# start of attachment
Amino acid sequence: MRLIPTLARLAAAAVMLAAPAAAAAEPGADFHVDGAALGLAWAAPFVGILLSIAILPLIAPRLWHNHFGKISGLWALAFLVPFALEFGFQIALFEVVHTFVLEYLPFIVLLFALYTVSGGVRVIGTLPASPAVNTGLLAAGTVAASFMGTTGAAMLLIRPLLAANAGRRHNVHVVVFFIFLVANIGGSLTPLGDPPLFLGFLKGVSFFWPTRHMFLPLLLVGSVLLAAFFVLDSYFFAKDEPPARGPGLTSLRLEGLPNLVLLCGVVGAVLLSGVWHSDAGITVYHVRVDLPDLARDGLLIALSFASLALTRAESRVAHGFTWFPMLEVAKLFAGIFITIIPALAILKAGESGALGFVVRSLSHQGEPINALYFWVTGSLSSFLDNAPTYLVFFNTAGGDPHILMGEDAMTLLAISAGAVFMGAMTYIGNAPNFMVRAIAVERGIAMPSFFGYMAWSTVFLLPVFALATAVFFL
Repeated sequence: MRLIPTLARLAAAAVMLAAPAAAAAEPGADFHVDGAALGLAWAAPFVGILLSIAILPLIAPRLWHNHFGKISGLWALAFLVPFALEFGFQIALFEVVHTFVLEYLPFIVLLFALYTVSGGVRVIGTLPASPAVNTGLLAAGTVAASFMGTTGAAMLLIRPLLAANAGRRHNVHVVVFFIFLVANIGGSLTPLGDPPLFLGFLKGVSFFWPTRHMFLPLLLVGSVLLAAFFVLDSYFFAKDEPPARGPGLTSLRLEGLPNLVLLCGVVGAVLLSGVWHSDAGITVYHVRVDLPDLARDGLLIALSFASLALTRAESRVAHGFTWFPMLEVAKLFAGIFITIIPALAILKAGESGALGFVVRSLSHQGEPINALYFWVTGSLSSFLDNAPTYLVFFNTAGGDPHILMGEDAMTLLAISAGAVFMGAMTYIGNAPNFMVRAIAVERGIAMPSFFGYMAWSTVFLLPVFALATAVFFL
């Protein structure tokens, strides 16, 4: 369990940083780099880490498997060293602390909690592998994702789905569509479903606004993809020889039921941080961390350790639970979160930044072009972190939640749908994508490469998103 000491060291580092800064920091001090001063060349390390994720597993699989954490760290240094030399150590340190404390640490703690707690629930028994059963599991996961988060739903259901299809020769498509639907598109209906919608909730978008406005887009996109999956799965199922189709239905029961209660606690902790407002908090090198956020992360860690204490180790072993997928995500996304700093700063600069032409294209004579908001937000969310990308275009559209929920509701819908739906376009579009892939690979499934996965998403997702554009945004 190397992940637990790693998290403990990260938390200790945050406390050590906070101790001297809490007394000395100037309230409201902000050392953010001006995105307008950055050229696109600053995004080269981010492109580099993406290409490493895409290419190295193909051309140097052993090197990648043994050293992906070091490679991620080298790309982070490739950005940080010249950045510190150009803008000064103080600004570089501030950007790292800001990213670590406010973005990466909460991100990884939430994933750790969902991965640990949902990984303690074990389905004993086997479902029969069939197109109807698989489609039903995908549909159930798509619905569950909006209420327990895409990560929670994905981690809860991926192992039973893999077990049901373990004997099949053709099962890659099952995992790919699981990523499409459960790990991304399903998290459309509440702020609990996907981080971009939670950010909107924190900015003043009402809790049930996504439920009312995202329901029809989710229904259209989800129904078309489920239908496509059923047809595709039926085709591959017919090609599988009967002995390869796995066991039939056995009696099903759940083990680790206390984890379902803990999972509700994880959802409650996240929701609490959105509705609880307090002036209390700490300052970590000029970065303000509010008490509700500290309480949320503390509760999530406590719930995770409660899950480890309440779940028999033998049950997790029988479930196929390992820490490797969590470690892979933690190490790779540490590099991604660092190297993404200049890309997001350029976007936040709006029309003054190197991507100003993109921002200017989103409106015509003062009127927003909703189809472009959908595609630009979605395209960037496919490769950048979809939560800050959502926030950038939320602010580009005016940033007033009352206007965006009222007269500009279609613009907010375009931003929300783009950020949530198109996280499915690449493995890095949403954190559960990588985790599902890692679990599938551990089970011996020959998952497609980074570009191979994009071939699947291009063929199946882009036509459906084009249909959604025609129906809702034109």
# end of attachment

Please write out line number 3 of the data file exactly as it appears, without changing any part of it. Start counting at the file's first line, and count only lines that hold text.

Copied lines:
């Protein structure tokens, strides 16, 4: 369990940083780099880490498997060293602390909690592998994702789905569509479903606004993809020889039921941080961390350790639970979160930044072009972190939640749908994508490469998103 000491060291580092800064920091001090001063060349390390994720597993699989954490760290240094030399150590340190404390640490703690707690629930028994059963599991996961988060739903259901299809020769498509639907598109209906919608909730978008406005887009996109999956799965199922189709239905029961209660606690902790407002908090090198956020992360860690204490180790072993997928995500996304700093700063600069032409294209004579908001937000969310990308275009559209929920509701819908739906376009579009892939690979499934996965998403997702554009945004 190397992940637990790693998290403990990260938390200790945050406390050590906070101790001297809490007394000395100037309230409201902000050392953010001006995105307008950055050229696109600053995004080269981010492109580099993406290409490493895409290419190295193909051309140097052993090197990648043994050293992906070091490679991620080298790309982070490739950005940080010249950045510190150009803008000064103080600004570089501030950007790292800001990213670590406010973005990466909460991100990884939430994933750790969902991965640990949902990984303690074990389905004993086997479902029969069939197109109807698989489609039903995908549909159930798509619905569950909006209420327990895409990560929670994905981690809860991926192992039973893999077990049901373990004997099949053709099962890659099952995992790919699981990523499409459960790990991304399903998290459309509440702020609990996907981080971009939670950010909107924190900015003043009402809790049930996504439920009312995202329901029809989710229904259209989800129904078309489920239908496509059923047809595709039926085709591959017919090609599988009967002995390869796995066991039939056995009696099903759940083990680790206390984890379902803990999972509700994880959802409650996240929701609490959105509705609880307090002036209390700490300052970590000029970065303000509010008490509700500290309480949320503390509760999530406590719930995770409660899950480890309440779940028999033998049950997790029988479930196929390992820490490797969590470690892979933690190490790779540490590099991604660092190297993404200049890309997001350029976007936040709006029309003054190197991507100003993109921002200017989103409106015509003062009127927003909703189809472009959908595609630009979605395209960037496919490769950048979809939560800050959502926030950038939320602010580009005016940033007033009352206007965006009222007269500009279609613009907010375009931003929300783009950020949530198109996280499915690449493995890095949403954190559960990588985790599902890692679990599938551990089970011996020959998952497609980074570009191979994009071939699947291009063929199946882009036509459906084009249909959604025609129906809702034109």